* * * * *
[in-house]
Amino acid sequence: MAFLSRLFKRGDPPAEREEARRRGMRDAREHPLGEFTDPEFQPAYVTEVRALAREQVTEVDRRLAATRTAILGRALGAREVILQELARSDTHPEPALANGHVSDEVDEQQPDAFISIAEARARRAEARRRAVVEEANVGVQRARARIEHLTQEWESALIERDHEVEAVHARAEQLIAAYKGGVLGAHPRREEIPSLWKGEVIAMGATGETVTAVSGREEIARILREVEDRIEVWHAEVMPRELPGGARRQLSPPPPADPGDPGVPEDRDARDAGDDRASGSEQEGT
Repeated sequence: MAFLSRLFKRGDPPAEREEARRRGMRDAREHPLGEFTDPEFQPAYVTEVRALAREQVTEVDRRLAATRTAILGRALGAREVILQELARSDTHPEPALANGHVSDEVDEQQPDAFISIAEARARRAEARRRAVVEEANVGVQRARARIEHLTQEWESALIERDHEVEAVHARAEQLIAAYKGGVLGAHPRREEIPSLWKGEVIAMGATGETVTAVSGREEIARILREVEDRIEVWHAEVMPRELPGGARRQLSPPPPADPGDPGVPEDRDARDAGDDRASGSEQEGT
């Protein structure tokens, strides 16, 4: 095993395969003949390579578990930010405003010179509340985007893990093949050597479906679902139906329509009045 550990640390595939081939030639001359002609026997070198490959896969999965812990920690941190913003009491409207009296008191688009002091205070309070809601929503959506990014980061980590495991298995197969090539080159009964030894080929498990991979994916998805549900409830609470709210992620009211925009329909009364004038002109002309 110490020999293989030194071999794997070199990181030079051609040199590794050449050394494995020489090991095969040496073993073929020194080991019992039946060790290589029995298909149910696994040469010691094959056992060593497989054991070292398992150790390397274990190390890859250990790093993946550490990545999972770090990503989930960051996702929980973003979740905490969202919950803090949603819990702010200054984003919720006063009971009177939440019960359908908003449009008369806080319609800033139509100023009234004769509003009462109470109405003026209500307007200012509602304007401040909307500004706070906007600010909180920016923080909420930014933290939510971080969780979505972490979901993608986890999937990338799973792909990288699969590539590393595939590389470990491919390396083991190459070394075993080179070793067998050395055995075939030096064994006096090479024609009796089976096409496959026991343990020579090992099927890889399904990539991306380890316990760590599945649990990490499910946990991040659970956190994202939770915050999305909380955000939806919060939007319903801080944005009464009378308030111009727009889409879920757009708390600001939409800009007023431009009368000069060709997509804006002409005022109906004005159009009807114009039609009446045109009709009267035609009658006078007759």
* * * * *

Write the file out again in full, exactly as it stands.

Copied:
[in-house]
Amino acid sequence: MAFLSRLFKRGDPPAEREEARRRGMRDAREHPLGEFTDPEFQPAYVTEVRALAREQVTEVDRRLAATRTAILGRALGAREVILQELARSDTHPEPALANGHVSDEVDEQQPDAFISIAEARARRAEARRRAVVEEANVGVQRARARIEHLTQEWESALIERDHEVEAVHARAEQLIAAYKGGVLGAHPRREEIPSLWKGEVIAMGATGETVTAVSGREEIARILREVEDRIEVWHAEVMPRELPGGARRQLSPPPPADPGDPGVPEDRDARDAGDDRASGSEQEGT
Repeated sequence: MAFLSRLFKRGDPPAEREEARRRGMRDAREHPLGEFTDPEFQPAYVTEVRALAREQVTEVDRRLAATRTAILGRALGAREVILQELARSDTHPEPALANGHVSDEVDEQQPDAFISIAEARARRAEARRRAVVEEANVGVQRARARIEHLTQEWESALIERDHEVEAVHARAEQLIAAYKGGVLGAHPRREEIPSLWKGEVIAMGATGETVTAVSGREEIARILREVEDRIEVWHAEVMPRELPGGARRQLSPPPPADPGDPGVPEDRDARDAGDDRASGSEQEGT
């Protein structure tokens, strides 16, 4: 095993395969003949390579578990930010405003010179509340985007893990093949050597479906679902139906329509009045 550990640390595939081939030639001359002609026997070198490959896969999965812990920690941190913003009491409207009296008191688009002091205070309070809601929503959506990014980061980590495991298995197969090539080159009964030894080929498990991979994916998805549900409830609470709210992620009211925009329909009364004038002109002309 110490020999293989030194071999794997070199990181030079051609040199590794050449050394494995020489090991095969040496073993073929020194080991019992039946060790290589029995298909149910696994040469010691094959056992060593497989054991070292398992150790390397274990190390890859250990790093993946550490990545999972770090990503989930960051996702929980973003979740905490969202919950803090949603819990702010200054984003919720006063009971009177939440019960359908908003449009008369806080319609800033139509100023009234004769509003009462109470109405003026209500307007200012509602304007401040909307500004706070906007600010909180920016923080909420930014933290939510971080969780979505972490979901993608986890999937990338799973792909990288699969590539590393595939590389470990491919390396083991190459070394075993080179070793067998050395055995075939030096064994006096090479024609009796089976096409496959026991343990020579090992099927890889399904990539991306380890316990760590599945649990990490499910946990991040659970956190994202939770915050999305909380955000939806919060939007319903801080944005009464009378308030111009727009889409879920757009708390600001939409800009007023431009009368000069060709997509804006002409005022109906004005159009009807114009039609009446045109009709009267035609009658006078007759």